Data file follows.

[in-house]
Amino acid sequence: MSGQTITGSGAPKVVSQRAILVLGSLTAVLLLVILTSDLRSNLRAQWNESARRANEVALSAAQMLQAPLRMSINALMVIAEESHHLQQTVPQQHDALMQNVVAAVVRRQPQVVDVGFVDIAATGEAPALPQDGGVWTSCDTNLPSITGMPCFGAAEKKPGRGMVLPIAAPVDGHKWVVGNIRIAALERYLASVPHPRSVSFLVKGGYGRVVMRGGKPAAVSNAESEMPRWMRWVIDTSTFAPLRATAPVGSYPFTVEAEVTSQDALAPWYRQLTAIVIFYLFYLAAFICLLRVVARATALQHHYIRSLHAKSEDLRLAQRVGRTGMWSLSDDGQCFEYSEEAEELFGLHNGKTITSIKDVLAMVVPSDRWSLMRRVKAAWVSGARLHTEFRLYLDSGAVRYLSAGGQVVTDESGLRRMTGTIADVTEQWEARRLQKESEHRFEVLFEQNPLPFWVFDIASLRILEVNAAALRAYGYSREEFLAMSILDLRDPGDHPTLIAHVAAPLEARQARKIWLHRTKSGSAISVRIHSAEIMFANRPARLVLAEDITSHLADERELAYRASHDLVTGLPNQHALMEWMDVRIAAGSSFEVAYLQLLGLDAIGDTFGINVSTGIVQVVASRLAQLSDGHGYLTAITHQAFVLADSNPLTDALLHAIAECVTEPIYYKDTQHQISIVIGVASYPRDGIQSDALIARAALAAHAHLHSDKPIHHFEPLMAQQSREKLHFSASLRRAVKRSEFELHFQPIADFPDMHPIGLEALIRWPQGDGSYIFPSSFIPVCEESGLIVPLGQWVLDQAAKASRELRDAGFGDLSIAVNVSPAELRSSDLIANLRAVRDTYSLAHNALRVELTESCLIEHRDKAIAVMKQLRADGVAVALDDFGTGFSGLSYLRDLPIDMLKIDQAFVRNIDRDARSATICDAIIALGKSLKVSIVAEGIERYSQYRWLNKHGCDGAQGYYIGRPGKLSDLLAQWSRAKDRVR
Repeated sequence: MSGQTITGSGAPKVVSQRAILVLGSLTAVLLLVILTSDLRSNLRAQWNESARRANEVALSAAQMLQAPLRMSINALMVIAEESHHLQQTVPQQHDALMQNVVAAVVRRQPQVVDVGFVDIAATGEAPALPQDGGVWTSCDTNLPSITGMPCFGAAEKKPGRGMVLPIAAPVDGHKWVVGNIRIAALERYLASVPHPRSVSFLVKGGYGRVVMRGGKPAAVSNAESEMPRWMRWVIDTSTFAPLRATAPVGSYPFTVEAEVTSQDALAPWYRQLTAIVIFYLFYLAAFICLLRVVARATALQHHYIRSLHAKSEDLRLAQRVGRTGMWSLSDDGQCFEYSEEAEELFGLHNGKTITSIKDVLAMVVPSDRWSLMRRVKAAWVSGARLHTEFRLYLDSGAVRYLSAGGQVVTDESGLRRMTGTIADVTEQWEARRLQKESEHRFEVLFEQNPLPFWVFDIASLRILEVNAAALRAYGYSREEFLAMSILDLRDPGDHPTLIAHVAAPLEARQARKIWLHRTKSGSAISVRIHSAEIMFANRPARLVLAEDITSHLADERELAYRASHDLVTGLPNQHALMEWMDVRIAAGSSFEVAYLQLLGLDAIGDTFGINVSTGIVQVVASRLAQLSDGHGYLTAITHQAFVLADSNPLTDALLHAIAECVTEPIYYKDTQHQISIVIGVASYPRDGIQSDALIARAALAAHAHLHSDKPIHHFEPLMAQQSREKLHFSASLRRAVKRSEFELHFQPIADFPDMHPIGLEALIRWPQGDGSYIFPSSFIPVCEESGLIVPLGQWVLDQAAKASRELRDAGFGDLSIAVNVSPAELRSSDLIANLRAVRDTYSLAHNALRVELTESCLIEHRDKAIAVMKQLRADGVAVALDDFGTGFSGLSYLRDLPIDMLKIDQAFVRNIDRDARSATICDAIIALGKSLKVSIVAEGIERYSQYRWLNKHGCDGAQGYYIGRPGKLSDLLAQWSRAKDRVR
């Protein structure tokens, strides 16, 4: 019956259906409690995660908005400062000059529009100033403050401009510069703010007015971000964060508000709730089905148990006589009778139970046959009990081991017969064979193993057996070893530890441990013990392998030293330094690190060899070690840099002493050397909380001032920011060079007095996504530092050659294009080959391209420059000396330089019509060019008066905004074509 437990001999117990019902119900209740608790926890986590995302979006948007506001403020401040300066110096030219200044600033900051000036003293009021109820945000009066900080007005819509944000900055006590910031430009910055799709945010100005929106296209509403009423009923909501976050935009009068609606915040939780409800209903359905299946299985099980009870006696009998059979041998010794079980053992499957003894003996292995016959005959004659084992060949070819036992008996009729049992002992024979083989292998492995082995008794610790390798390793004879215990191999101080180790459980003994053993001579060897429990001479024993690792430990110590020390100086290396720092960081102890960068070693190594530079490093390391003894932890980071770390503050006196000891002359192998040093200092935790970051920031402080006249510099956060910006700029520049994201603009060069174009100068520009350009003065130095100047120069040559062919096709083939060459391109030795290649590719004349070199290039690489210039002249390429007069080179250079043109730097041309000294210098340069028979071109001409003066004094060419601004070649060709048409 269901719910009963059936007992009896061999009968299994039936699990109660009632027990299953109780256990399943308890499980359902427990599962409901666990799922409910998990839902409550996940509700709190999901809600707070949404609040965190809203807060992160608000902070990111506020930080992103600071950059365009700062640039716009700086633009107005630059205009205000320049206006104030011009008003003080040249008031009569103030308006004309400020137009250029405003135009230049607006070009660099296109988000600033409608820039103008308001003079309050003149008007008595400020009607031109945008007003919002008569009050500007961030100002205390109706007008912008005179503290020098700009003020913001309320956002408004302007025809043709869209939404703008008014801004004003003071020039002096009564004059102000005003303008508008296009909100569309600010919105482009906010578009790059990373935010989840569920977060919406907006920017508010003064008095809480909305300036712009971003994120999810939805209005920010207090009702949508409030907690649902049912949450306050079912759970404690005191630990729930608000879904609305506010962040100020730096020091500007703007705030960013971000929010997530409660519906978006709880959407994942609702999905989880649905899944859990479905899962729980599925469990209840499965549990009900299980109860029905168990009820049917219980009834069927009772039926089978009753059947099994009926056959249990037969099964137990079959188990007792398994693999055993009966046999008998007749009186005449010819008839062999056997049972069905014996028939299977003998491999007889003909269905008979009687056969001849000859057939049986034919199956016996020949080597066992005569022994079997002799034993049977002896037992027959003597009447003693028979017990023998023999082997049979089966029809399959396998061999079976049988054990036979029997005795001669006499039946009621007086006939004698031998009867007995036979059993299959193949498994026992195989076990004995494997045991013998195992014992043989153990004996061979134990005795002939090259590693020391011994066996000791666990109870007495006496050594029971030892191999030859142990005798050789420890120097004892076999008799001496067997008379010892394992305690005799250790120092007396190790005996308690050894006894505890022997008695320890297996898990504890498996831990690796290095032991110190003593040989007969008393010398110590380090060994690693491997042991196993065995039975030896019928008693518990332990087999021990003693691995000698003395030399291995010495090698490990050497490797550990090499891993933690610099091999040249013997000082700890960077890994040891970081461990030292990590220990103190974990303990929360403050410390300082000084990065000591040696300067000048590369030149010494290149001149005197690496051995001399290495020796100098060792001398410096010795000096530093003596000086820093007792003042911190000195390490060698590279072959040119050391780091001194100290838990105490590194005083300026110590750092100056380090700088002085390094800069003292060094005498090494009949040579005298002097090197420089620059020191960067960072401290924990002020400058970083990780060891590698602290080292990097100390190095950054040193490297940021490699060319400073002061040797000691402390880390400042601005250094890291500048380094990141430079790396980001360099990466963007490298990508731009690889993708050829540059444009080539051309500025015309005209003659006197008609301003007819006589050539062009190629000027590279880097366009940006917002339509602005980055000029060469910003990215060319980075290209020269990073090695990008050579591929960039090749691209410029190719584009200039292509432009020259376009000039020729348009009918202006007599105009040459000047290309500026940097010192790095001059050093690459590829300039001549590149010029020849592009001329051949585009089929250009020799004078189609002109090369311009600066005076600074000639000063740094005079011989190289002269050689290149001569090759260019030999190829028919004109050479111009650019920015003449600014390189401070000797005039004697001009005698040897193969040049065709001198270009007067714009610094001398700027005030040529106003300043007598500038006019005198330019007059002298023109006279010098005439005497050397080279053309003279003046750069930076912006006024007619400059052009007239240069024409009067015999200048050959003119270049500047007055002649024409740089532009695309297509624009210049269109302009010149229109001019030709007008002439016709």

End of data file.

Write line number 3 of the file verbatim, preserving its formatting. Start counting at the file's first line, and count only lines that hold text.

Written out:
Repeated sequence: MSGQTITGSGAPKVVSQRAILVLGSLTAVLLLVILTSDLRSNLRAQWNESARRANEVALSAAQMLQAPLRMSINALMVIAEESHHLQQTVPQQHDALMQNVVAAVVRRQPQVVDVGFVDIAATGEAPALPQDGGVWTSCDTNLPSITGMPCFGAAEKKPGRGMVLPIAAPVDGHKWVVGNIRIAALERYLASVPHPRSVSFLVKGGYGRVVMRGGKPAAVSNAESEMPRWMRWVIDTSTFAPLRATAPVGSYPFTVEAEVTSQDALAPWYRQLTAIVIFYLFYLAAFICLLRVVARATALQHHYIRSLHAKSEDLRLAQRVGRTGMWSLSDDGQCFEYSEEAEELFGLHNGKTITSIKDVLAMVVPSDRWSLMRRVKAAWVSGARLHTEFRLYLDSGAVRYLSAGGQVVTDESGLRRMTGTIADVTEQWEARRLQKESEHRFEVLFEQNPLPFWVFDIASLRILEVNAAALRAYGYSREEFLAMSILDLRDPGDHPTLIAHVAAPLEARQARKIWLHRTKSGSAISVRIHSAEIMFANRPARLVLAEDITSHLADERELAYRASHDLVTGLPNQHALMEWMDVRIAAGSSFEVAYLQLLGLDAIGDTFGINVSTGIVQVVASRLAQLSDGHGYLTAITHQAFVLADSNPLTDALLHAIAECVTEPIYYKDTQHQISIVIGVASYPRDGIQSDALIARAALAAHAHLHSDKPIHHFEPLMAQQSREKLHFSASLRRAVKRSEFELHFQPIADFPDMHPIGLEALIRWPQGDGSYIFPSSFIPVCEESGLIVPLGQWVLDQAAKASRELRDAGFGDLSIAVNVSPAELRSSDLIANLRAVRDTYSLAHNALRVELTESCLIEHRDKAIAVMKQLRADGVAVALDDFGTGFSGLSYLRDLPIDMLKIDQAFVRNIDRDARSATICDAIIALGKSLKVSIVAEGIERYSQYRWLNKHGCDGAQGYYIGRPGKLSDLLAQWSRAKDRVR